Geography plays a role in diversifying Chinese dialects. While Northern China is mostly plains, Southern China is mountainous. In this manner, Northern dialects sound similar because people can easily travel from one place to another. But Southern people could not get out of the mountains in ancient times easily; thus, the language cannot merge with other dialects. Chinese is a group of languages or dialects in China. It’s not just one language. For example, Cantonese, Mandarin and Hokkien are all Chinese.
History of Ancient Chinese
Ancient Chinese was the common language during the early and middle Zhou Dynasty (11th to 7th centuries BC), whose texts include inscriptions on bronze artefacts, the poetry of the “Shijing”, the history of the “Shujing”, and portions of the Yijing. Work on reconstructing Old Chinese started with Qing dynasty philologists. The language is similar to the differentiation of Latin. Systematically, it is still in use for educational purposes. However, it evolves and becomes simpler. There are many Old Chinese words and slang in Modern Chinese.
Chinese character inscriptions on turtle shells can date back to the Shang dynasty, which dates from 1766-1123 BC. It proves the written language has existed for more than 3,000 years. The Chinese written language uses single distinctive symbols, or characters, to represent each word of the vocabulary, a trait shared by early written systems like Egyptian hieroglyphs.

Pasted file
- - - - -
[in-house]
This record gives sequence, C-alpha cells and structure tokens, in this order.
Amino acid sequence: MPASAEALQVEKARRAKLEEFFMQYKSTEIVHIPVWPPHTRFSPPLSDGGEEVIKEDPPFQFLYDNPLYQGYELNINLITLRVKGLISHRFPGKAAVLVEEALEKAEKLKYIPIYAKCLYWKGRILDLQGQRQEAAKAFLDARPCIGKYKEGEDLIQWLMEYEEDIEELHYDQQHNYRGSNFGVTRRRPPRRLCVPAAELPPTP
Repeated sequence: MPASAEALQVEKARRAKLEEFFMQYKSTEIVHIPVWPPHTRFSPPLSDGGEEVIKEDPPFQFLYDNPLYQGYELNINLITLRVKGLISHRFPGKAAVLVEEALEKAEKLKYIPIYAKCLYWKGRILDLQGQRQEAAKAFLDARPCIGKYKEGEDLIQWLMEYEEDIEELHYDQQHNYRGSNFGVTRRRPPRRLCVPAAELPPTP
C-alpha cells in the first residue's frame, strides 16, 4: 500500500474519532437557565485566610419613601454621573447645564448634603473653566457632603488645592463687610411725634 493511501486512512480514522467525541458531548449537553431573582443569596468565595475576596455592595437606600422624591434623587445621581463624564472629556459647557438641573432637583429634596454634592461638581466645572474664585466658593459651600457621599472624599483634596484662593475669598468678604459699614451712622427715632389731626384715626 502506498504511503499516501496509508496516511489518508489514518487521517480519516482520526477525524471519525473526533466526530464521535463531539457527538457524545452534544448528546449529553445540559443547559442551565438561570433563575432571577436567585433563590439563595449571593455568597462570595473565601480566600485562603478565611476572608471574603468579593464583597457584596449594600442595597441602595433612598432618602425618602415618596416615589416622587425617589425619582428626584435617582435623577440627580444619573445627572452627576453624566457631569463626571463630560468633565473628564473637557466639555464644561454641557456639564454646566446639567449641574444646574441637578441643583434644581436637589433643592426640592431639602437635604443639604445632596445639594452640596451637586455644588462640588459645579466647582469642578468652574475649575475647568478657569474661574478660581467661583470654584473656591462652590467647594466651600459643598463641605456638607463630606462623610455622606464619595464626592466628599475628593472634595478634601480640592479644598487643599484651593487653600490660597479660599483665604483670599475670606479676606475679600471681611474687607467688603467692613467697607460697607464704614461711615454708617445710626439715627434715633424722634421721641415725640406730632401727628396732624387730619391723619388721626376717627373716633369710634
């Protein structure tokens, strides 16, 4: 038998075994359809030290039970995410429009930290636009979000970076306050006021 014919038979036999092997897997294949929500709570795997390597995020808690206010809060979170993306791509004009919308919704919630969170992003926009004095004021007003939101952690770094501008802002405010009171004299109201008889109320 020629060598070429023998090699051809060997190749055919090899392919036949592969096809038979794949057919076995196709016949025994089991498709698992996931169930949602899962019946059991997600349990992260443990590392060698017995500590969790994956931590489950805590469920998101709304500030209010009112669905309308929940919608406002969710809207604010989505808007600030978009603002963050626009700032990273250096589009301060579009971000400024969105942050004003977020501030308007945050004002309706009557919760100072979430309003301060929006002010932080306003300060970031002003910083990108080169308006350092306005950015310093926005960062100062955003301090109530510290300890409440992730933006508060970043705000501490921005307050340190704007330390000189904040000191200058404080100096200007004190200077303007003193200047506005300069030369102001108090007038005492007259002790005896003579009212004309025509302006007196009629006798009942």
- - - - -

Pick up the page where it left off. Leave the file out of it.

The Old Chinese language wasn’t purposely promoted by any emperors in history, but there were several failed attempts to try to make it a uniform language. In fact, not until the promotion of school education system after the foundation of PRC, Mandarin was not the official language in China. There are still lots of people who can’t speak Mandarin rather than their own dialect.
Difference Between Modern & Ancient Chinese
Although the Old Chinese language shares huge similarities to the Modern Chinese, they are very different in pronunciation, grammar and vocabulary. The phonetic elements in the majority of Chinese characters provide hints to their Old Chinese pronunciations. Old Chinese was not wholly uninflected. It possessed a rich sound system in which aspiration or rough breathing differentiated the consonants.
Due to massive changes in language and script, no one knows exactly how the old Chinese language sounded in speech. Researchers who focused on the rhyming practice in ancient poetry managed to reconstruct some of its phonology. Unlike modern Chinese variants, such as Mandarin, old Chinese was probably a language without tones.
Many ancient languages disappeared when their civilization fell due to war or cultural integration with a dominant civilization. Nowadays, more languages are in danger because of neglect, eventually becoming lost or dead languages. It is important to have a record of a minor language because it’s the only way to understand indigenous subculture alongside the mainstream culture. Also, old languages are valuable to modern linguistic studies. Because modern languages are derived from those older languages, they could be lost or dead, but it is our responsibility to keep history alive.